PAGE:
One topic that generates comments from time to time at our shoots consistently is the importance of reliability over accuracy. A lot of shooters want a truly accurate firearm. Yet, with accuracy often comes the penalty of reliability. In order to achieve a high level of accuracy and precision, these guns tend to have tighter tolerances, which means they malfunction more often than their less pricey counterparts.
In USPSA (United States Practical Shooting Association) type matches, reliability trumps accuracy. Scoring is a combination of speed and accuracy. Yet, when the A-zone, the highest scoring region on a cardboard target, is about 8 inches in diameter we can get by with a lower level of accuracy.
Malfunctions of any type cost you precious time. A close examination of the hit factor, which is simply the total stage points divided by time, shows that the both time and accuracy matter.:
stage_points / time
10 points/10 sec = 1 hit factor
10 points/9 sec = 1.11 hit factor
9 points/10 sec = 0.9 hit factor
So, you can see that missing the mark or taking too long costs you in hit factor.
Most modern handguns are capable of hitting the A-Zone at a standard engagement distance of 25 feet consistently, even with lousy bullets. Next time you head out to the range and practice on a plate rack, consider this. The minimum safe engagement distance for steel is 25 feet. The diameter of a plate is 8-inches, about the same width as the A-Zone on a USPSA cardboard target. So, if you are able to engage the plates quickly then you will be able to engage the A-Zones quickly.
How to Find a Reliable Firearm
The Internet abounds with information on the hundreds of thousands of rounds fired through many different types of guns as well as how many times they malfunctioned. Because of the ready prevalence of information on this subject, I suggest a search with your favorite search engine.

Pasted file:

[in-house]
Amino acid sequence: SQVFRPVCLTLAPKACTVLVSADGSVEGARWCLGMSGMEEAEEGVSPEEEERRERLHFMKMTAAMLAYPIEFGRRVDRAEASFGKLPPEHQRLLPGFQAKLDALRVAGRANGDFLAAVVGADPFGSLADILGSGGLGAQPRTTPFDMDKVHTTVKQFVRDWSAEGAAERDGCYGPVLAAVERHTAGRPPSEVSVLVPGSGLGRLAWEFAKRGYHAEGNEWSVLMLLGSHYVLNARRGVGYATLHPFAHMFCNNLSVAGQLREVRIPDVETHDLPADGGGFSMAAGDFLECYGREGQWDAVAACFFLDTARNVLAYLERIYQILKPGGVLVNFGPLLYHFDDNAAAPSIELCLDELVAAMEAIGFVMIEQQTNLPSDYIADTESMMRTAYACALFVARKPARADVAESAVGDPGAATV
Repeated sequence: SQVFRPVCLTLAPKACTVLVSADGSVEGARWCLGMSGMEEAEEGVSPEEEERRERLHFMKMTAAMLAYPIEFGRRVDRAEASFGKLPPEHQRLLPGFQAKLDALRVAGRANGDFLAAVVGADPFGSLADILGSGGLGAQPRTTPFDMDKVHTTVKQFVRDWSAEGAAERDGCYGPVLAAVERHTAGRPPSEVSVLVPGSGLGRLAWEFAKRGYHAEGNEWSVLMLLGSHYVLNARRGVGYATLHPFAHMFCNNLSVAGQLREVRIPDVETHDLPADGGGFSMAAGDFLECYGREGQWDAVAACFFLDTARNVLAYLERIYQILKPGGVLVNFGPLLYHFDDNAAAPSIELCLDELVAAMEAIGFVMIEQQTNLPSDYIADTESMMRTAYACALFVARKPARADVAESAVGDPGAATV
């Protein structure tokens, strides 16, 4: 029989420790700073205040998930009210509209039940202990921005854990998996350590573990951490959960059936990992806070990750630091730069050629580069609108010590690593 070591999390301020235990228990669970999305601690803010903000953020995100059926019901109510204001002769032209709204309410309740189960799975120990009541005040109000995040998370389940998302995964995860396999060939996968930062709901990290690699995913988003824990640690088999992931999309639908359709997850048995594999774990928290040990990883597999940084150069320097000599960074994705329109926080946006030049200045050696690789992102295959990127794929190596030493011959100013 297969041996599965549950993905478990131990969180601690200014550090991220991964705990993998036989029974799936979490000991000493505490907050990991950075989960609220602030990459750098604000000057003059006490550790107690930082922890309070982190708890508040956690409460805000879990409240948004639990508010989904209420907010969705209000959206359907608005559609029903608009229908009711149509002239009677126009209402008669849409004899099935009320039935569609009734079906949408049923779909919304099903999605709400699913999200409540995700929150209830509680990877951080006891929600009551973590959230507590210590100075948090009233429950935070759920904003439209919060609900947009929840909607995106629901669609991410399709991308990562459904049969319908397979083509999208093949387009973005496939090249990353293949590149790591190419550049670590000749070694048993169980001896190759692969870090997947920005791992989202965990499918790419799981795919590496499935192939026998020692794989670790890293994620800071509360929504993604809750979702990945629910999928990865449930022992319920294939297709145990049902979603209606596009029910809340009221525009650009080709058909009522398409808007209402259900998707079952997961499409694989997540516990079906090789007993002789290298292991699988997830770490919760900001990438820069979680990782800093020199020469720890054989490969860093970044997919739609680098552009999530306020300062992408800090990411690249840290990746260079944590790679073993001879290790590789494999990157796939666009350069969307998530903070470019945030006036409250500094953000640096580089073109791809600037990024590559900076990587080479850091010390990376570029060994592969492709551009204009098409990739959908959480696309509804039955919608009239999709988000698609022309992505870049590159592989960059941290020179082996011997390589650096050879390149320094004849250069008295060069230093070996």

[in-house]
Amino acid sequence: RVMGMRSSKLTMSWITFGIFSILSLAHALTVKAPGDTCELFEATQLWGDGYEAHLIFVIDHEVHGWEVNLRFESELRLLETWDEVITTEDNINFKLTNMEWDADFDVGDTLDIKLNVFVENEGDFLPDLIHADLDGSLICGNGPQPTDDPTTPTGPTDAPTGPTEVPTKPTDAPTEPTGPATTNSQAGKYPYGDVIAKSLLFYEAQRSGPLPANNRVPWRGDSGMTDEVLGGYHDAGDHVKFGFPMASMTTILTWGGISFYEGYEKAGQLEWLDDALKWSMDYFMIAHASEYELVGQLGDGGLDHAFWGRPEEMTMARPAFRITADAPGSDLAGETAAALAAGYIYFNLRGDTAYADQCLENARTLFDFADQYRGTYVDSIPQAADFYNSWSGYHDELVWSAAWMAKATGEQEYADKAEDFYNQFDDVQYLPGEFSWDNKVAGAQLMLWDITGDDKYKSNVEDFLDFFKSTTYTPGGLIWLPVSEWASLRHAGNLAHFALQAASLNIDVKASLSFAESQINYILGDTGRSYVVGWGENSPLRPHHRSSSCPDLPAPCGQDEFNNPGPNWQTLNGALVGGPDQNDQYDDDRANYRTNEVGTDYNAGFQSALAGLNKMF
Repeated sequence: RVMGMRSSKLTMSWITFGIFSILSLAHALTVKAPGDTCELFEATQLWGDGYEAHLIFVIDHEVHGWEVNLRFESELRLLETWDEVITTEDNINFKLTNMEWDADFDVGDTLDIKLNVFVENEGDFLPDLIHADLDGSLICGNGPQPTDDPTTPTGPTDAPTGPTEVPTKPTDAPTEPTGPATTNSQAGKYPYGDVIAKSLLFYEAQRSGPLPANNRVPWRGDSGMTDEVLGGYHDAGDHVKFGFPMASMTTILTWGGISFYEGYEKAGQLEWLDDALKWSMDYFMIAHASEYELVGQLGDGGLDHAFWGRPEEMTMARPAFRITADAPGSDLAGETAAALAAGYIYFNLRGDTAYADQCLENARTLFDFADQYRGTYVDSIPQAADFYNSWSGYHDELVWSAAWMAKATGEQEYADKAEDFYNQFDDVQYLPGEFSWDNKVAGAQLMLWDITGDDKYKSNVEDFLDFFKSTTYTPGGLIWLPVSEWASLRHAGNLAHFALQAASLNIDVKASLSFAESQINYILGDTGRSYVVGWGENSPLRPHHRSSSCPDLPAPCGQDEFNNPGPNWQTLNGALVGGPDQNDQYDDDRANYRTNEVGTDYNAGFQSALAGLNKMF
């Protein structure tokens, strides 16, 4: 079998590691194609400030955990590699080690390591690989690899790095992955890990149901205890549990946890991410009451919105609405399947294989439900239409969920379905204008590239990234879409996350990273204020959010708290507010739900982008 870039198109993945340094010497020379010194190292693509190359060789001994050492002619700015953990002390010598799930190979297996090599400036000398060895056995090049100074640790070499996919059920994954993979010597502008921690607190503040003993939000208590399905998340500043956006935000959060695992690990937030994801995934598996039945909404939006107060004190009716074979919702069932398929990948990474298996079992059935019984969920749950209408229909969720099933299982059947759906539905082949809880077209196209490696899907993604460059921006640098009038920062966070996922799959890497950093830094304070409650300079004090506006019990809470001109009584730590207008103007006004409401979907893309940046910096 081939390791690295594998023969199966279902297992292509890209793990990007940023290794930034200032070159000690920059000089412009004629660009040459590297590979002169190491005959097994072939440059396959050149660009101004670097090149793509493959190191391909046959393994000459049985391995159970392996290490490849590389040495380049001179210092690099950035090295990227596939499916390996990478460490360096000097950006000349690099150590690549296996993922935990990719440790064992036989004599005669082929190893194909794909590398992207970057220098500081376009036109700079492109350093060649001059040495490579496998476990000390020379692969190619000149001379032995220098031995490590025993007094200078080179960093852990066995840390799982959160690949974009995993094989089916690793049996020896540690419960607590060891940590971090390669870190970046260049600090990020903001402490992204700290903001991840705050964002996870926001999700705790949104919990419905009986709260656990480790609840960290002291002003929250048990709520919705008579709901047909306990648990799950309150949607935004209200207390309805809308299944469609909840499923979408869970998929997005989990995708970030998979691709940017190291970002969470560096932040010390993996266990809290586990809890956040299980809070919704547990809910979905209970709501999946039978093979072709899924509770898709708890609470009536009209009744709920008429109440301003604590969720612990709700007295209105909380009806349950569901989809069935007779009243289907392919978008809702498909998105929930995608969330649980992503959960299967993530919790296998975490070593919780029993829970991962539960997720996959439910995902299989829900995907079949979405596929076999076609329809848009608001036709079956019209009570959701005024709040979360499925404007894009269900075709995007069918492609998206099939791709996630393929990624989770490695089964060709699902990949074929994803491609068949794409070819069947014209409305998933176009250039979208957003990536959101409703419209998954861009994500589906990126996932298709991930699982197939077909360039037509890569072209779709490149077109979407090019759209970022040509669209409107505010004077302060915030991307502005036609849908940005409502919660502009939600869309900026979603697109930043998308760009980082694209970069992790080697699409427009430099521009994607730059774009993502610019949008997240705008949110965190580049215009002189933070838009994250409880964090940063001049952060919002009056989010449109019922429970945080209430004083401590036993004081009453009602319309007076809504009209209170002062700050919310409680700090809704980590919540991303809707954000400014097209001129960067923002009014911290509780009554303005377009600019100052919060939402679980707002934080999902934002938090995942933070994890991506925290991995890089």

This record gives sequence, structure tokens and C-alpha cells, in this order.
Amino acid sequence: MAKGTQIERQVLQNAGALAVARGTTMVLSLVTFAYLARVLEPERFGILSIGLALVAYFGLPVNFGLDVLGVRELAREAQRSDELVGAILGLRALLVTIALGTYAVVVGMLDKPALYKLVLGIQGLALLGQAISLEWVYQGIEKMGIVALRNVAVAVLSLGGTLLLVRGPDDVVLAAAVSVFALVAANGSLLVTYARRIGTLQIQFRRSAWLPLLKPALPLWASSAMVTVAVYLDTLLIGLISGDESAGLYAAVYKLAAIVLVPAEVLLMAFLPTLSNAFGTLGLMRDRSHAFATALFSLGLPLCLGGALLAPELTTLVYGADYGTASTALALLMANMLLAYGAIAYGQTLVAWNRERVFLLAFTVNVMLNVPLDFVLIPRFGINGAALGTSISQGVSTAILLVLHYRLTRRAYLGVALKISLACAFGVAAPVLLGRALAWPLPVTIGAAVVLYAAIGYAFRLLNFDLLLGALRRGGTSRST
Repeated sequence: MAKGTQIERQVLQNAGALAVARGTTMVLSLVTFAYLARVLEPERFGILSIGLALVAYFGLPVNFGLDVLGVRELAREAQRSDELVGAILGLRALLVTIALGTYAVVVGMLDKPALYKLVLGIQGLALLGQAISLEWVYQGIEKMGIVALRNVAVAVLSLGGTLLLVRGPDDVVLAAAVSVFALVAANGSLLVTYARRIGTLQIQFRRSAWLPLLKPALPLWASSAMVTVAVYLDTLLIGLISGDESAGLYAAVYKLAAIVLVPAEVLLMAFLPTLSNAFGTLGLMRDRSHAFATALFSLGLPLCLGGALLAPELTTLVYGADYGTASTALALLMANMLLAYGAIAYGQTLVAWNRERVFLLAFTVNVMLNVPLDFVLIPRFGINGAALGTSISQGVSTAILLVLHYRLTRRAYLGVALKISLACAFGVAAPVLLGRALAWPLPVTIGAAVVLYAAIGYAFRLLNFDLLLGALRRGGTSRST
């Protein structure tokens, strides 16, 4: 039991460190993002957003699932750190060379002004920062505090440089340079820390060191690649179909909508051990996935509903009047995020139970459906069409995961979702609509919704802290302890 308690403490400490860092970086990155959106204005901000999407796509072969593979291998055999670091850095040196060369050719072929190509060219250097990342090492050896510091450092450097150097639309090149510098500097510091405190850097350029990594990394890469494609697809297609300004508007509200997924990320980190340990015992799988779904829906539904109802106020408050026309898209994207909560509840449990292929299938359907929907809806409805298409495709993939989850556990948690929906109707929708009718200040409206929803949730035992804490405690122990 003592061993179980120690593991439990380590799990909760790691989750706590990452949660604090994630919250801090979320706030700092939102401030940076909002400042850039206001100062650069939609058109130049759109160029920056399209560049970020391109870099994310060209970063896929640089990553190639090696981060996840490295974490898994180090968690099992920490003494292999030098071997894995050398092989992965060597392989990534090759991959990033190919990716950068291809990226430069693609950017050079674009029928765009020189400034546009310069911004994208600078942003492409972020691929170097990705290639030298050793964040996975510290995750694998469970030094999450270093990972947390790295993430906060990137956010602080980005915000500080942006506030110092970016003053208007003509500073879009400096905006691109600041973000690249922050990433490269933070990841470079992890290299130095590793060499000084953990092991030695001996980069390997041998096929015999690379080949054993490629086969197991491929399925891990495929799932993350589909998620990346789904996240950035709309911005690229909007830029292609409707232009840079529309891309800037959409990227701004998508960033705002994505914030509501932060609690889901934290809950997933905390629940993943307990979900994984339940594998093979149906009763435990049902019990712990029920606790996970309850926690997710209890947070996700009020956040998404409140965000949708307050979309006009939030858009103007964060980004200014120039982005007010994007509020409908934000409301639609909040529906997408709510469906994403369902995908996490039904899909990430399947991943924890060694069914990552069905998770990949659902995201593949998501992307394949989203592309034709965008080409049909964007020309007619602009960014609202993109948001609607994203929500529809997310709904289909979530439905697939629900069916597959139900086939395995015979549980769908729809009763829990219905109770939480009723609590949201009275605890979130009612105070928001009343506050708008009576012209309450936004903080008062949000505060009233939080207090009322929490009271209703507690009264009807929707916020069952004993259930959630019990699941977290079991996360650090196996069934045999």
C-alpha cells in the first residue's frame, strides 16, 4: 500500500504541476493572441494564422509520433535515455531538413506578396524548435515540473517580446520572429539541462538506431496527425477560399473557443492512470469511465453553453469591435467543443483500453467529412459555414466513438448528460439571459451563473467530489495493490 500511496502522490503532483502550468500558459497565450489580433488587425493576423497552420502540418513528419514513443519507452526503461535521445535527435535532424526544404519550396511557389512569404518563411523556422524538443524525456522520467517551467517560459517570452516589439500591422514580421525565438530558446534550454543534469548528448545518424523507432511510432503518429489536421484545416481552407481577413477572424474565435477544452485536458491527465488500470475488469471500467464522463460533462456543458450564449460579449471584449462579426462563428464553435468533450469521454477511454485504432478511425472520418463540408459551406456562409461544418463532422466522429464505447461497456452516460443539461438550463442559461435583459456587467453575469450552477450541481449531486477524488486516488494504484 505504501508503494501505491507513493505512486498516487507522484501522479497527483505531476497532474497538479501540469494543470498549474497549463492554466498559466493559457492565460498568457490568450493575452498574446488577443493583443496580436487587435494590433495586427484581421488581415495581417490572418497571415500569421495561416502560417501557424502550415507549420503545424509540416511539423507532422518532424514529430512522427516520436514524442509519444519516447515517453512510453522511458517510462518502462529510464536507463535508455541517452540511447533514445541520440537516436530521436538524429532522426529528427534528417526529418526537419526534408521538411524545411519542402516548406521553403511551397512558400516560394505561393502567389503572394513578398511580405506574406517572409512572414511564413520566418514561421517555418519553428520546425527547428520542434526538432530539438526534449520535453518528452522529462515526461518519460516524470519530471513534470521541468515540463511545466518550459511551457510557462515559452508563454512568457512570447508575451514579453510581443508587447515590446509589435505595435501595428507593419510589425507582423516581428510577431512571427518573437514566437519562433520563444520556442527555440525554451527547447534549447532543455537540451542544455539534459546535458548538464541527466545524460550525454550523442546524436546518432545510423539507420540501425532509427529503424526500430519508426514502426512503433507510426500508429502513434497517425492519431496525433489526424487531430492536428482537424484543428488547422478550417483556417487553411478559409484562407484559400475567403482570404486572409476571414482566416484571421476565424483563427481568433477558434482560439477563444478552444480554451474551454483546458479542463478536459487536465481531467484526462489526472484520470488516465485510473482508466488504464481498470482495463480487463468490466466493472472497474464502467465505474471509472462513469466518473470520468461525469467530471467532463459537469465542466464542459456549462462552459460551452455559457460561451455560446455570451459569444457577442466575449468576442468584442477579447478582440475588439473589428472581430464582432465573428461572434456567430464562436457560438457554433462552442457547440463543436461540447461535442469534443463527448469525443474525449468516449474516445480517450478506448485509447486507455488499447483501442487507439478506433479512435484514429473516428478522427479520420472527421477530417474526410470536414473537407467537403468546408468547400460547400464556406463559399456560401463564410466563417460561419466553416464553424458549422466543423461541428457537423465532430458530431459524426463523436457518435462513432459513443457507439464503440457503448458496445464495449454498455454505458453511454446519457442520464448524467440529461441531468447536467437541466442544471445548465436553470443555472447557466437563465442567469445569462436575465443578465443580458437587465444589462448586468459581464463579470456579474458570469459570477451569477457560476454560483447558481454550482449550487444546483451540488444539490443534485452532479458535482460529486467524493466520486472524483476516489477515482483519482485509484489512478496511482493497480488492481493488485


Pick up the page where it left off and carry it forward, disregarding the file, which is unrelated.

That being said, I prefer the late model guns, such as Glocks or Springfield XDs, They run super-reliable and with very little hiccups, unlike some of the more expensive and finicky firearms, like the 1911s-style handguns. You can literally drop a Glock magazine into the desert dirt and reuse it without having to break out the magazine brush and dismantle the magazine, a frequent sight with some of the more expensive and higher-tolerance firearms. In fact, I remember only having to clean my Glock magazines once a year. And this is coming from a guy who used to shoot at least 3 matches a month for a year straight!
Malfunctions, Oh My!
You should still learn how to clear malfunctions, if even from the comfort of your home, using inert ammunition and against a good backstop! They can and will happen. You will want to learn how to quickly clear a malfunction and move on. I have frequently seen many shooters become quite flustered whenever a malfunction occurs. Subsequently, they lose track of what they were doing on a stage, re-engaging a target previous shot, walking past a target without engaging it, or giving up outright!
But think about this. What do you think will happen when you make it a habit to give up at the first sign of difficulty at a match? That’s right. Give up clearing a malfunction on the range and you will give up in a real gunfight. A habit is a habit is a habit. I frequently encourage people to clear the malfunction because if you develop this habit of giving up during a drill or just a stage, you will give up in real life. Drill these habits into you. They will also save your life in a real gunfight, which I hope you will never find yourself in.
Choose Reliability Over Accuracy!
So, the next time a burgeoning newbie just getting into the exciting world USPSA asks you what type of handgun they should purchase, suggest recommending reliability over accuracy! Again, the Internet contains a multitude of information on this subject. Your local gun store, especially one with in-house gunsmithing service, will also be knowledgeable in this field.